Water Wells: How to Manage a Water Well

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 The Working Well Program Helps Rural Residents Learn to Better Manage Water Wells
Country living is the ultimate dream for many urbanites, but most people who decide to live the dream and move to a farm or acreage soon discover that there are challenges they never anticipated. Properly managing a water well is a new adventure for those who are used to city living and one that even long-time rural residents can struggle with. Private well owners have a legal responsibility and a vested interest in properly managing their water wells and protecting groundwater for future generations. Fortunately, they are not completely on their own when it comes to learning how to be wise stewards of this vital resource.

“More than 450,000 people in Alberta rely on groundwater and wells for their primary water needs and the Working Well program was designed to help them learn to properly manage their water wells,” says Ron Stojanowski, past chair of the steering committee for Alberta’s Working Well program. “Working Well brings all the experts and their resources together with a common goal to help educate private well owners and help ensure that Alberta’s groundwater reserves stay healthy and clean.”

There is a lot to know about proper well management and Working Well provides information and resources to private well owners free of charge. Well owners can take advantage of free workshops, online resources, fact sheets and interactive activities and exhibits, and learn firsthand from industry experts about proper well management. It’s a program that is delivered through the combined efforts and expertise of Alberta Environment and Sustainable Resource Development, Alberta Agriculture and Rural Development, Alberta Health, Alberta Health Services, the Alberta Water Well Drilling Association and rural municipalities.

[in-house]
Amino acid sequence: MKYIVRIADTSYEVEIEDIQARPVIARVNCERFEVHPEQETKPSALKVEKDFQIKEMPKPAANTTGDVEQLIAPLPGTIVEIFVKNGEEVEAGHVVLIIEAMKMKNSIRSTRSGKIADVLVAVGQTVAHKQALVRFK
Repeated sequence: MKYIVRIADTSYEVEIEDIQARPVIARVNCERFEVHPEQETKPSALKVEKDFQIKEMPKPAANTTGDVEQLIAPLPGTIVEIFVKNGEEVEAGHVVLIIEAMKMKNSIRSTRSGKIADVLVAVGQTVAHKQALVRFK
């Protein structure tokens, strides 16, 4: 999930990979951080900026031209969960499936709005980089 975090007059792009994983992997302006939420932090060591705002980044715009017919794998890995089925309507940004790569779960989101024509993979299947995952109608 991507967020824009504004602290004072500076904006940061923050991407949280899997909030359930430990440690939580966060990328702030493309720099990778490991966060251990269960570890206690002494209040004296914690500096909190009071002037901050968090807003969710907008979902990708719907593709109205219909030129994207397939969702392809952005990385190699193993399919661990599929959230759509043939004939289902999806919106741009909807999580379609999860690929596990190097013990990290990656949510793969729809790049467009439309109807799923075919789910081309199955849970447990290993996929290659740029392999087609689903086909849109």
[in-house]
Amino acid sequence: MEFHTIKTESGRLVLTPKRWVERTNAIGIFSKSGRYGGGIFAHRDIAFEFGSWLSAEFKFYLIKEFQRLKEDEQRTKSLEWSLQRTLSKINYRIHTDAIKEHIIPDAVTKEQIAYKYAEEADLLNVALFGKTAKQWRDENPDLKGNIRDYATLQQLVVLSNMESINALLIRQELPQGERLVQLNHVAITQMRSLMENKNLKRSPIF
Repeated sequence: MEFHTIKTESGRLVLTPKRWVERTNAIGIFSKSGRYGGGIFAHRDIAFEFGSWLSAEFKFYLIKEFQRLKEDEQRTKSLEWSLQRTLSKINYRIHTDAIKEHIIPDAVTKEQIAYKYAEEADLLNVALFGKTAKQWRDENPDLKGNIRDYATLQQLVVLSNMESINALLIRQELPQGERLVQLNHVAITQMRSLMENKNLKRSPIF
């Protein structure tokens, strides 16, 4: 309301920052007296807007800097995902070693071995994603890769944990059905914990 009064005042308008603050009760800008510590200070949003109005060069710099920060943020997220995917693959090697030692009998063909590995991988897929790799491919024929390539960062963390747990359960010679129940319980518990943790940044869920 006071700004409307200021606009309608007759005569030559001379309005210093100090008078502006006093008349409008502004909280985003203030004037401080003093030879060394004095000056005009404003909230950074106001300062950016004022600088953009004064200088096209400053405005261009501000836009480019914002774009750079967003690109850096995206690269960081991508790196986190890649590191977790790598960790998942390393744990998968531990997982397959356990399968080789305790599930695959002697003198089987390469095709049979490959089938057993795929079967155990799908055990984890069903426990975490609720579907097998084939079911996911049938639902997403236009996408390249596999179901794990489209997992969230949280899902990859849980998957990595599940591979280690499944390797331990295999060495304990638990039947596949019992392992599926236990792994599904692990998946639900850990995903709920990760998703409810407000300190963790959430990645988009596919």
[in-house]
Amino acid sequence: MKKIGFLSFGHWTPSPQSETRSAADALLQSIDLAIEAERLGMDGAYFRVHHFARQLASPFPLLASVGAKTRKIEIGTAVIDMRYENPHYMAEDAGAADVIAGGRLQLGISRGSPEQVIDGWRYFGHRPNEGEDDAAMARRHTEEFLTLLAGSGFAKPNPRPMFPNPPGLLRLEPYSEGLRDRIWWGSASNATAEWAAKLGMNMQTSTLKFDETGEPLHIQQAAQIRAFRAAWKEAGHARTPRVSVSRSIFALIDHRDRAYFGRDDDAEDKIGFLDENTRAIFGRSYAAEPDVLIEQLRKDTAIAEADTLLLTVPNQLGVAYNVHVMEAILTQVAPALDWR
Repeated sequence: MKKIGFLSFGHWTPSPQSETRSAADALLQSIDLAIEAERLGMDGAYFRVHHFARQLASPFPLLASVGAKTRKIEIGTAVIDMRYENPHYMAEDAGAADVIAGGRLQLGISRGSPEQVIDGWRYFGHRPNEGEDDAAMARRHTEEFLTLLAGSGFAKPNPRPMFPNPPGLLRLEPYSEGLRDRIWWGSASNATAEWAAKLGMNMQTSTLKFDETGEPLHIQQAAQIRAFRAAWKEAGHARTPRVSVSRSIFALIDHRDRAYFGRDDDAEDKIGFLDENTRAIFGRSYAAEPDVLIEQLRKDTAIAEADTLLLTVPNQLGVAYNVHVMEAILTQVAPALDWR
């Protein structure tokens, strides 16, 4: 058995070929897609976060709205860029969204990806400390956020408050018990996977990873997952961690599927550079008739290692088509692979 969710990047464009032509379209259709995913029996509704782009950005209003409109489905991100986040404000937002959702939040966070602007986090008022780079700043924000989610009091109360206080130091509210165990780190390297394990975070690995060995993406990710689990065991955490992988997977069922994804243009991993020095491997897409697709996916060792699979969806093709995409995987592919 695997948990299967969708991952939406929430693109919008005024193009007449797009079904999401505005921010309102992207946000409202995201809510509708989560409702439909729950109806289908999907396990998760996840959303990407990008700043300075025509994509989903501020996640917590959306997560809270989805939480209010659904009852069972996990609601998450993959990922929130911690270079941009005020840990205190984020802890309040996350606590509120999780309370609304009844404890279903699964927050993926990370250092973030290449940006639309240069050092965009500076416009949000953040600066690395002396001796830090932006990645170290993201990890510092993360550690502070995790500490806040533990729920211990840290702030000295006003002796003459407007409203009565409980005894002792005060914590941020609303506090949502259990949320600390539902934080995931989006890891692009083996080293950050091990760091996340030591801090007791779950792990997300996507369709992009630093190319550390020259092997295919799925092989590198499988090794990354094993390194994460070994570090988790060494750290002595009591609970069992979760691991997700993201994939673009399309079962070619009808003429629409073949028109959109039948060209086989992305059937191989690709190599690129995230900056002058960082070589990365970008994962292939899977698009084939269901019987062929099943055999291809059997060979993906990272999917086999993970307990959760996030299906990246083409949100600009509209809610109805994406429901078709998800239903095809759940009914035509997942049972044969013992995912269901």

“We have found the Working Well workshops to be very effective,” says Garett Broadbent, Director of Agriculture Services for Leduc County. “Agricultural Fieldmen in Alberta’s rural municipalities are often the first to get the calls from residents when they need information on how to manage their wells. With Working Well in place, rural municipalities and residents have an information source they can turn to. It’s a way to connect the experts with the people who need their expertise.”

Proper water well maintenance and management helps protect drinking water and underground aquifers, and having one place with accurate information on how to take care of a well is a real asset for private well owners. “You can’t always believe everything you read online,” Stojanowski says. “But each one of our expert partners has contributed to the information on the Working Well website, and in the workshops, and private well owners can be sure they are getting the most accurate and up-to-date information to properly manage their wells.”

More About the Working Well Program
Since 2008, Working Well has been providing resources to water well owners interested in learning how to protect and maintain water wells. To learn more and find out upcoming workshop dates, visit the Working Well Program website

Other Documents in the Series

  Water Wells: How to Manage a Water Well - Current Document
Water Wells: Groundwater 101 -- Grandma Doesn't Always Know Best
Water Wells: An Unseen Threat
Water Wells: Water for a Lifetime
Water Wells: What's in Your Water?
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For more information about the content of this document, contact Melissa Orr-Langner.
This document is maintained by Deb Sutton.
This information published to the web on July 10, 2014.
Last Reviewed/Revised on June 26, 2018.